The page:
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Quantum computers are a focus of attention right now, and for good reason: now we know that they work! It has been said that quantum computers have now evolved from a physicist’s dream to an engineer’s nightmare. There is more than a grain of truth in this, there are still plenty of challenges to overcome.

– We already know how a quantum computer works. Now there is a competition on who will build a more efficient machine and how to scale it up to a larger size, observes Pekka Pursula, Research Manager at VTT Technical Research Centre of Finland.

VTT, IQM and CSC are taking part in this race and in December 2020 started building a quantum computer environment based on superconducting qubits. This first Finnish quantum computer is to reach 50 qubits in 2024. VTT and IQM are building the computer and together with CSC, a supercomputer ecosystem to which the quantum computer can eventually be connected is being set up.

The quantum leap is made possible by amazing strides in accuracy of control and measurement. The idea of quantum computing was conceived already at the break of the 1980s by Paul Benioff, Yuri Manin and Richard Feynman. Practical quantum applications also have a long history: an integrated transistor on a silicon chip, magnetic resonance imaging, and optic fibers (laser is a quantum mechanical phenomenon). The acceleration steps preparing for the leap have been taken for a long time.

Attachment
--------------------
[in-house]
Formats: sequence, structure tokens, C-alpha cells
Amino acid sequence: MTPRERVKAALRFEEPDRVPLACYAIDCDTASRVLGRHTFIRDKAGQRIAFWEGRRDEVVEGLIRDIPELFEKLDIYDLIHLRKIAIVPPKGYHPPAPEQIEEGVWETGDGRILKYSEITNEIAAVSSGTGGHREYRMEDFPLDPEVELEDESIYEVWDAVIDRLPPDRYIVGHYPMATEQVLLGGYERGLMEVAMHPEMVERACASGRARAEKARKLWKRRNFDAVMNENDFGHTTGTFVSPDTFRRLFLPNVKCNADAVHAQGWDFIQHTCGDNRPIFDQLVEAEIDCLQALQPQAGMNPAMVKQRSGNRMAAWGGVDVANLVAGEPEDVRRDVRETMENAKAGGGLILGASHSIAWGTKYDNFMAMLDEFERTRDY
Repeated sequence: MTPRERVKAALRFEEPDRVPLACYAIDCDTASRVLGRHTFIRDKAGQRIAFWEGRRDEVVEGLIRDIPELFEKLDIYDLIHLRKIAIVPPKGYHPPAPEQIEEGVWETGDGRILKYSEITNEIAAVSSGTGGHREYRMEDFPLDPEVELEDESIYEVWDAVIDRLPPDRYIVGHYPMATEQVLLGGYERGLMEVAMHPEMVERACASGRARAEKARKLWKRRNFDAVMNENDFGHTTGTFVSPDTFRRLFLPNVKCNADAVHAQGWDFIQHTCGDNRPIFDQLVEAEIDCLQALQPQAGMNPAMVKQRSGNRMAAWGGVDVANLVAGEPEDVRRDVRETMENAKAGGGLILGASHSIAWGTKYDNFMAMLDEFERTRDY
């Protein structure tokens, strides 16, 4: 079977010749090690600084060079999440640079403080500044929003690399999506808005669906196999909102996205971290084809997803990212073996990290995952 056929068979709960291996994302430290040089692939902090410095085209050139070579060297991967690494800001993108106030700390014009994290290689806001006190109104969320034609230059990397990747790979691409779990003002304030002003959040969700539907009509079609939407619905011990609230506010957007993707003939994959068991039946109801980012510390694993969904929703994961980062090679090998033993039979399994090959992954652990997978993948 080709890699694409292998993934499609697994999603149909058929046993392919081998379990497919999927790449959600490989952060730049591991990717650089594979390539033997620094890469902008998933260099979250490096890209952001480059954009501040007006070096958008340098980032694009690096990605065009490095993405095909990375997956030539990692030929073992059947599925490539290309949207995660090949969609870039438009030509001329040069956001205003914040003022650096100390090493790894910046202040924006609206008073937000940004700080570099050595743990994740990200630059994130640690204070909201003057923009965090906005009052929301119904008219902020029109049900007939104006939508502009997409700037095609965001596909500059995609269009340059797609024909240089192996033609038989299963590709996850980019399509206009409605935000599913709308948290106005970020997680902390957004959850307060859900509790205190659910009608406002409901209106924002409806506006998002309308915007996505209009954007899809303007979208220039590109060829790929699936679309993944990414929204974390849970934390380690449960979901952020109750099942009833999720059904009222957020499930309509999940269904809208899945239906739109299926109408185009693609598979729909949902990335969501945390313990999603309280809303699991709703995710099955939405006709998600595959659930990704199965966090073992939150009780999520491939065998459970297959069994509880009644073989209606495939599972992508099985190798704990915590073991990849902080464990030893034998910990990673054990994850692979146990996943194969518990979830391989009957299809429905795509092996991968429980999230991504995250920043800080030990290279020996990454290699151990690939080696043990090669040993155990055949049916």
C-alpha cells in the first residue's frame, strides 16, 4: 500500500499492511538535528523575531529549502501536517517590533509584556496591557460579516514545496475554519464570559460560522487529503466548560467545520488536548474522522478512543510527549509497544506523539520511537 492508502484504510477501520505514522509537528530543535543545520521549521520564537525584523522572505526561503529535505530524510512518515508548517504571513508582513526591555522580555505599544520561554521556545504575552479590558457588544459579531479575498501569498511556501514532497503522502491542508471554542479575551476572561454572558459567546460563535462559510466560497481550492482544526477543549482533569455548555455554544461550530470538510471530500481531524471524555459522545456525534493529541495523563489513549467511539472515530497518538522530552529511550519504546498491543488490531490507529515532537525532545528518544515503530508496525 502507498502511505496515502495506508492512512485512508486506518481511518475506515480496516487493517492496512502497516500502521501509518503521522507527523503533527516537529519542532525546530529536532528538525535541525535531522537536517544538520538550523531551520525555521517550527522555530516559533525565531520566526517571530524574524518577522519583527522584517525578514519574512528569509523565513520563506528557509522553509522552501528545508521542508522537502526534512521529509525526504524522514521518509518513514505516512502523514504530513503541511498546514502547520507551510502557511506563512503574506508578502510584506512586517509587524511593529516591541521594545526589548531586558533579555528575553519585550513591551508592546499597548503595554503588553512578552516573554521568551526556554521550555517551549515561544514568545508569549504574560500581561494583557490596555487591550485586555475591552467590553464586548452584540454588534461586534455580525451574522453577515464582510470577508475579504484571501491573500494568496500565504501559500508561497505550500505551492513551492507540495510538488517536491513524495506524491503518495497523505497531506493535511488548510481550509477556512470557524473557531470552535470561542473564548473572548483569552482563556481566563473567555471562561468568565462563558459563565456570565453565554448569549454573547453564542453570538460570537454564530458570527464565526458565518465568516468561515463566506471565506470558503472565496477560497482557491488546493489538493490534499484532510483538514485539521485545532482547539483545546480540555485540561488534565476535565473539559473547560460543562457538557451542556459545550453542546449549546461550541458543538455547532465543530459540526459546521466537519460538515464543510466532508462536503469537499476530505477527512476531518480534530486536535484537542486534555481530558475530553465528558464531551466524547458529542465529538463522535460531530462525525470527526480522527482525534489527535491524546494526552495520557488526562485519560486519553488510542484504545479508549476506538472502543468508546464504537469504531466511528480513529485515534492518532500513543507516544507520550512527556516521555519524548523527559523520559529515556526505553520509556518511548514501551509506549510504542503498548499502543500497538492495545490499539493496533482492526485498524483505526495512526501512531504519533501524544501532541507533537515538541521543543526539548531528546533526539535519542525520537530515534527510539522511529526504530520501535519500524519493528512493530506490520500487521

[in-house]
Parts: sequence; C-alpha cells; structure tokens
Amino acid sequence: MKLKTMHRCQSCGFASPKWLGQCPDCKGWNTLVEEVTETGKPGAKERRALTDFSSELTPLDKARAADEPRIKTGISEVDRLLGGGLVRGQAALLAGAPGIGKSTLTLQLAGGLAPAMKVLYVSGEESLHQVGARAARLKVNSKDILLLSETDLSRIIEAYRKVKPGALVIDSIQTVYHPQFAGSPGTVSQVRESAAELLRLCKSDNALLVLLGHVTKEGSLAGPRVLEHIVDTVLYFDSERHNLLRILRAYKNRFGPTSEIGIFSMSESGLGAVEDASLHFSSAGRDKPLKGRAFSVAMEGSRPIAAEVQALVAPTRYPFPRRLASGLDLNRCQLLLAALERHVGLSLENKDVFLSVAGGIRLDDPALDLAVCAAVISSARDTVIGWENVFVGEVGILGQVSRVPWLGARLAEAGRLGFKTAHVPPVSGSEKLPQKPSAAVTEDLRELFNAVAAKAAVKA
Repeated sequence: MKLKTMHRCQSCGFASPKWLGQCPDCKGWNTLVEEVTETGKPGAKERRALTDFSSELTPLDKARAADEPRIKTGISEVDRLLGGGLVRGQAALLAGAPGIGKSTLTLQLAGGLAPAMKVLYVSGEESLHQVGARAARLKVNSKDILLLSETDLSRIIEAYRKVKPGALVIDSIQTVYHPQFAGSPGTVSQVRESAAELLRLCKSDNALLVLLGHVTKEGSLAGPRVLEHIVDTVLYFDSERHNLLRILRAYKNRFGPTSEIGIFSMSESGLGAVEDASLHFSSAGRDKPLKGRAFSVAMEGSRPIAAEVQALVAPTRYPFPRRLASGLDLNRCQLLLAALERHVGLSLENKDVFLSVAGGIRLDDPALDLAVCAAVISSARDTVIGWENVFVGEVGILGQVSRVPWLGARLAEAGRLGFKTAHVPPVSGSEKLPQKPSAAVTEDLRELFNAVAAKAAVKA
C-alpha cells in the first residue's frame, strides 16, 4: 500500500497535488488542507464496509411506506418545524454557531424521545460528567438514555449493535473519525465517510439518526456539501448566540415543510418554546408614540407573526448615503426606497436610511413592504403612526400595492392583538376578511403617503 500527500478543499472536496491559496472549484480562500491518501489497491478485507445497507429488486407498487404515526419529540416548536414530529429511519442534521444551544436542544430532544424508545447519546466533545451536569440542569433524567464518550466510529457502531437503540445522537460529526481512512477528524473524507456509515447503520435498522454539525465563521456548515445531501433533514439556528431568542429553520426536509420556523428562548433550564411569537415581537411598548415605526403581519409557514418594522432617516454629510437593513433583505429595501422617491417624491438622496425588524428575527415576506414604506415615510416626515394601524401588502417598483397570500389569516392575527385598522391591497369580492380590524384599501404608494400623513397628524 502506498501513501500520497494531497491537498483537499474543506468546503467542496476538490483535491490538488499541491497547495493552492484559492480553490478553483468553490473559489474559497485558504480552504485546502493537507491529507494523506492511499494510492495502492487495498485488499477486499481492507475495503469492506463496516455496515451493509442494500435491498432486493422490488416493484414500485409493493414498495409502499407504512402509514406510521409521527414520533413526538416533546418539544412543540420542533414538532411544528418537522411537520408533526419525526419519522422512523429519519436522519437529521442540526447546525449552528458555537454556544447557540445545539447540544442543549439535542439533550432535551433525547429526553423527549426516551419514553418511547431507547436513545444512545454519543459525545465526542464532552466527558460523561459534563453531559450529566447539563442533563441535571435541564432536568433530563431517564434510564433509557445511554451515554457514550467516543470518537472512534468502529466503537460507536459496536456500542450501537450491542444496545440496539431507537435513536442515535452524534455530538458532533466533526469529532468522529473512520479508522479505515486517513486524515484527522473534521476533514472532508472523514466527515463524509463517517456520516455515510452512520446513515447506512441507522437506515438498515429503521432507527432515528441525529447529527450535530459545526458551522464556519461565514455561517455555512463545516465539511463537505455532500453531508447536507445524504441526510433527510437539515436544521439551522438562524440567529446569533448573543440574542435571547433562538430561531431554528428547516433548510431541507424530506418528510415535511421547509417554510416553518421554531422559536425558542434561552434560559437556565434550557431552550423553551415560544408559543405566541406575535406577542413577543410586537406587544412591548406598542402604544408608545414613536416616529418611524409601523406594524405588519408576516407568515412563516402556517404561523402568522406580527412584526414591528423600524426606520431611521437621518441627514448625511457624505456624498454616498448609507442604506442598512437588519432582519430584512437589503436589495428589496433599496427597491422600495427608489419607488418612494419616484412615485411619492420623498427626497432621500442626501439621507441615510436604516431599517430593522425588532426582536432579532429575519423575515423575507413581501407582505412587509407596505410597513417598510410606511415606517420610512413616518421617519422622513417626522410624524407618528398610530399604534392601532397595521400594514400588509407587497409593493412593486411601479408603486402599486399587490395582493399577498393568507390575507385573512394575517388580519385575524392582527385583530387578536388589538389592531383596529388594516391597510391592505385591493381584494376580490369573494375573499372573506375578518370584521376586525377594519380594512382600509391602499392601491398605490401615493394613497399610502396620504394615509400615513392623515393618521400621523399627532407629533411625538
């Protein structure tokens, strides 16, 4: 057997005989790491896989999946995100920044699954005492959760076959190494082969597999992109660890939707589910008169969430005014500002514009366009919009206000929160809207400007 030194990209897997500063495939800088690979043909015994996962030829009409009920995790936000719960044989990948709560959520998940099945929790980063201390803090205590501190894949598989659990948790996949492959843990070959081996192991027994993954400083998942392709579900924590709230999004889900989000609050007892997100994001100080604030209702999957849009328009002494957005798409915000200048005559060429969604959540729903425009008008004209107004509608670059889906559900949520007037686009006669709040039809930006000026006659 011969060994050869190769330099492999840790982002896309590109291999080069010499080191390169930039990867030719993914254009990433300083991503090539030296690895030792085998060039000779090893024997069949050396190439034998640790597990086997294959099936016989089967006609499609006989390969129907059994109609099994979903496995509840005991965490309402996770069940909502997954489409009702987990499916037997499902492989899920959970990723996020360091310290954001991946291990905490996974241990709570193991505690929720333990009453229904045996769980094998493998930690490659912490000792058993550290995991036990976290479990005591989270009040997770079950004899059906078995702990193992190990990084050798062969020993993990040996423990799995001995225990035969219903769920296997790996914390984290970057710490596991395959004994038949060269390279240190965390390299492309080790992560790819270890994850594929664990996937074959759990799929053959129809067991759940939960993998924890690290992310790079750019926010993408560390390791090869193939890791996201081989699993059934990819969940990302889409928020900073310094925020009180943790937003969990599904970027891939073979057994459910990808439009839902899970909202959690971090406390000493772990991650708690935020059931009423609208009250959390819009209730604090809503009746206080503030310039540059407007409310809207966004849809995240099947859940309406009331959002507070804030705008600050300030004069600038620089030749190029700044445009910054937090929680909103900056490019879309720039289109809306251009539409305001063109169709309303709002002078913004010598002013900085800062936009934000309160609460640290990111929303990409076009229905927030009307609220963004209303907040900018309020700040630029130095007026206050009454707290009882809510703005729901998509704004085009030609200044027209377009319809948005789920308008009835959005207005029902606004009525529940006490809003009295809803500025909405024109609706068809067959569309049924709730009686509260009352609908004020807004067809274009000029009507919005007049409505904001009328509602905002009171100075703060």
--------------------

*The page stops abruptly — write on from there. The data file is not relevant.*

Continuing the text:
The first serious approach towards the takeoff board was in 2011 when D-Wave announced the first rendition of a quantum computing device, the quantum annealer. The height and length of the leaps have increased rapidly since then. In 2019, Google’s Sycamore quantum computer reached quantum supremacy – a point at which a quantum computer calculated something significantly faster than any traditional supercomputer could ever achieve. In 2020, the Chinese Jiuzhang photonic quantum computer repeated the trick using a quantum device based on different technology.

The strange laws of quantum mechanics

The strange laws of quantum mechanics run rampant in quantum computers. The secret for the dazzling speed of a quantum computer lies in taming the quantum strangeness by exploiting the quantum counterparts of our ordinary classical bits, that is, the qubits. Being much more versatile than ordinary bits, the qubits of a quantum computer can be 1 and 0 and everything in between at the same time. When qubits are in this kind of a superposition, all the possible inputs they represent can in a sense be carried out simultaneously, while in classical supercomputers the inputs would be calculated individually. In theory it would be possible to use more quantum states than the qubits’ 0 and 1. For example, a qutrit would comprise three different states.

The coming quantum revolution makes it possible to solve certain types of problems very efficiently. A quantum computer gives only one answer to each calculation, regardless of the number of inputs, however. It is thus suitable for tasks that are optimization tasks by nature – finding a single optimum answer from many “wrong” answers. A classic example is the problem of the traveling salesperson trying to find the shortest route that connects the cities to visit. Only the optimal route, or something sufficiently close to it, is of interest.